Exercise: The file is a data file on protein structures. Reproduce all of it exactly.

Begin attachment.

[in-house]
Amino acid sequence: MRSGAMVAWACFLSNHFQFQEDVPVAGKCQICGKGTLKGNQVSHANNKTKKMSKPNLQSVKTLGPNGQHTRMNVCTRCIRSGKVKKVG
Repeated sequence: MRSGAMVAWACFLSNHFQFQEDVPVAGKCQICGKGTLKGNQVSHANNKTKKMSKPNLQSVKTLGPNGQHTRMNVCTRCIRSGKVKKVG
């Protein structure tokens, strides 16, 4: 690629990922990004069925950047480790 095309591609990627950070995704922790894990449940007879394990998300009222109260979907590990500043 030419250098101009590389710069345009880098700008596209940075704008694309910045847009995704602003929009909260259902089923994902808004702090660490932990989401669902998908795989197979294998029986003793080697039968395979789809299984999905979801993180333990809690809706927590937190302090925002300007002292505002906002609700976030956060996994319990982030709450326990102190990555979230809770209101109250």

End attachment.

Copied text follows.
[in-house]
Amino acid sequence: MRSGAMVAWACFLSNHFQFQEDVPVAGKCQICGKGTLKGNQVSHANNKTKKMSKPNLQSVKTLGPNGQHTRMNVCTRCIRSGKVKKVG
Repeated sequence: MRSGAMVAWACFLSNHFQFQEDVPVAGKCQICGKGTLKGNQVSHANNKTKKMSKPNLQSVKTLGPNGQHTRMNVCTRCIRSGKVKKVG
């Protein structure tokens, strides 16, 4: 690629990922990004069925950047480790 095309591609990627950070995704922790894990449940007879394990998300009222109260979907590990500043 030419250098101009590389710069345009880098700008596209940075704008694309910045847009995704602003929009909260259902089923994902808004702090660490932990989401669902998908795989197979294998029986003793080697039968395979789809299984999905979801993180333990809690809706927590937190302090925002300007002292505002906002609700976030956060996994319990982030709450326990102190990555979230809770209101109250």